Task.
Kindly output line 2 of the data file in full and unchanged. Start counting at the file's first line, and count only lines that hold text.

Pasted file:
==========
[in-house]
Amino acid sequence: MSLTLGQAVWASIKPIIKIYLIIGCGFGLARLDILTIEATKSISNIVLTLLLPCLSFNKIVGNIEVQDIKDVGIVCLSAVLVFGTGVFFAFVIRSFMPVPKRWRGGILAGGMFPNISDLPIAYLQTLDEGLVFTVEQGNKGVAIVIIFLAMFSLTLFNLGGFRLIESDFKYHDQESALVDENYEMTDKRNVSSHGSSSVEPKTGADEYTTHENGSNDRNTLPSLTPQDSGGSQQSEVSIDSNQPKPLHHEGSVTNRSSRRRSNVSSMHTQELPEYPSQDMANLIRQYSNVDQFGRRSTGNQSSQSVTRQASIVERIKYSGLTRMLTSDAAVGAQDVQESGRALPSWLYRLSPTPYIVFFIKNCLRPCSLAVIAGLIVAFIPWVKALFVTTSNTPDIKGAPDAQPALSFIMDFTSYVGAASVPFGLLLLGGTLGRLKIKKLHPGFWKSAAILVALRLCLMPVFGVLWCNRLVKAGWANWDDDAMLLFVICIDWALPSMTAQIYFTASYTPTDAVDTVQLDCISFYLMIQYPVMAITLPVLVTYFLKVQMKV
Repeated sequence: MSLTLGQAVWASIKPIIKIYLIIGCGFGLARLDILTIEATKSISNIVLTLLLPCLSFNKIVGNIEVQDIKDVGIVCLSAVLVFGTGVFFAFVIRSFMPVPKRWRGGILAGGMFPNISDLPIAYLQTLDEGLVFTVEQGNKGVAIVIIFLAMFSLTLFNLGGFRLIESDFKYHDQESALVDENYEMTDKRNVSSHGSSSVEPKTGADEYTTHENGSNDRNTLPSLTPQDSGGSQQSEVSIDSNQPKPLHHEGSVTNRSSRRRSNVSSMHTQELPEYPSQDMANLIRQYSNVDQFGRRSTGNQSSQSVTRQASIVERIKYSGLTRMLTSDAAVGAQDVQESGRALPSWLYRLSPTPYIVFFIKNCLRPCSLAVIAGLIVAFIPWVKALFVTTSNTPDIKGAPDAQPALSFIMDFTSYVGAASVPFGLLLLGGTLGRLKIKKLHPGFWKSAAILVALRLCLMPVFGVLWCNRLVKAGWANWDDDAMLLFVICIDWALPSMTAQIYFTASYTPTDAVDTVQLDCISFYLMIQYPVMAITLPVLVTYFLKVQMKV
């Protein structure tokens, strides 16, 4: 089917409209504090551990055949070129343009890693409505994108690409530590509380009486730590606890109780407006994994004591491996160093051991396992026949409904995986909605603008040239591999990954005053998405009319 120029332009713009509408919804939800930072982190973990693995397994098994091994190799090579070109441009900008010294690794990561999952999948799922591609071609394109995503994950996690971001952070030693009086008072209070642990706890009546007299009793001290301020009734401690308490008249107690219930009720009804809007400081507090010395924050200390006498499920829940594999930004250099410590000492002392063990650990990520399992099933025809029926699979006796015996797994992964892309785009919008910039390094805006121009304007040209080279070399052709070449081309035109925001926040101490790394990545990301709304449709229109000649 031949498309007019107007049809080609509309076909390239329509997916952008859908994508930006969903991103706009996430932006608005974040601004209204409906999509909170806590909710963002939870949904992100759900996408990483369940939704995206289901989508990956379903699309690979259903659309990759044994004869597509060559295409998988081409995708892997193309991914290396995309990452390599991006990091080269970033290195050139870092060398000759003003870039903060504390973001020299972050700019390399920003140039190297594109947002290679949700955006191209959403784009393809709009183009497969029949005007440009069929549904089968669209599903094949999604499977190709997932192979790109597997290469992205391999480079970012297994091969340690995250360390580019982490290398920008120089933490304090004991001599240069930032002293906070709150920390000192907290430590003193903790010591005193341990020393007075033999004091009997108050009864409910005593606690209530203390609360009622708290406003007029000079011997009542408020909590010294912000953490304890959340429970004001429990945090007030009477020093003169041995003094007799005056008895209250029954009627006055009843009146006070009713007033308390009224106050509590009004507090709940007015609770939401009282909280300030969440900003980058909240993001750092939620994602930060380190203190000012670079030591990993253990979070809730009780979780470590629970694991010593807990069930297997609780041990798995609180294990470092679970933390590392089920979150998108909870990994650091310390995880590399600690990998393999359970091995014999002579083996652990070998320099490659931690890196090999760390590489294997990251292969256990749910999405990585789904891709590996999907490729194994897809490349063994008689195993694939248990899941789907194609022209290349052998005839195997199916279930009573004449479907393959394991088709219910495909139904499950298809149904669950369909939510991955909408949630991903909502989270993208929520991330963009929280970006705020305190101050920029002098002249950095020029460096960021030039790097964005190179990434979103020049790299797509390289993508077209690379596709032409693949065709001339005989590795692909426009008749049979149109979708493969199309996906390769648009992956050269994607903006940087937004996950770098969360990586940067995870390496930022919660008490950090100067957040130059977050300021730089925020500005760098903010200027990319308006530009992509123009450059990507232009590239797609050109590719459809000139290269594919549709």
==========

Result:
Amino acid sequence: MSLTLGQAVWASIKPIIKIYLIIGCGFGLARLDILTIEATKSISNIVLTLLLPCLSFNKIVGNIEVQDIKDVGIVCLSAVLVFGTGVFFAFVIRSFMPVPKRWRGGILAGGMFPNISDLPIAYLQTLDEGLVFTVEQGNKGVAIVIIFLAMFSLTLFNLGGFRLIESDFKYHDQESALVDENYEMTDKRNVSSHGSSSVEPKTGADEYTTHENGSNDRNTLPSLTPQDSGGSQQSEVSIDSNQPKPLHHEGSVTNRSSRRRSNVSSMHTQELPEYPSQDMANLIRQYSNVDQFGRRSTGNQSSQSVTRQASIVERIKYSGLTRMLTSDAAVGAQDVQESGRALPSWLYRLSPTPYIVFFIKNCLRPCSLAVIAGLIVAFIPWVKALFVTTSNTPDIKGAPDAQPALSFIMDFTSYVGAASVPFGLLLLGGTLGRLKIKKLHPGFWKSAAILVALRLCLMPVFGVLWCNRLVKAGWANWDDDAMLLFVICIDWALPSMTAQIYFTASYTPTDAVDTVQLDCISFYLMIQYPVMAITLPVLVTYFLKVQMKV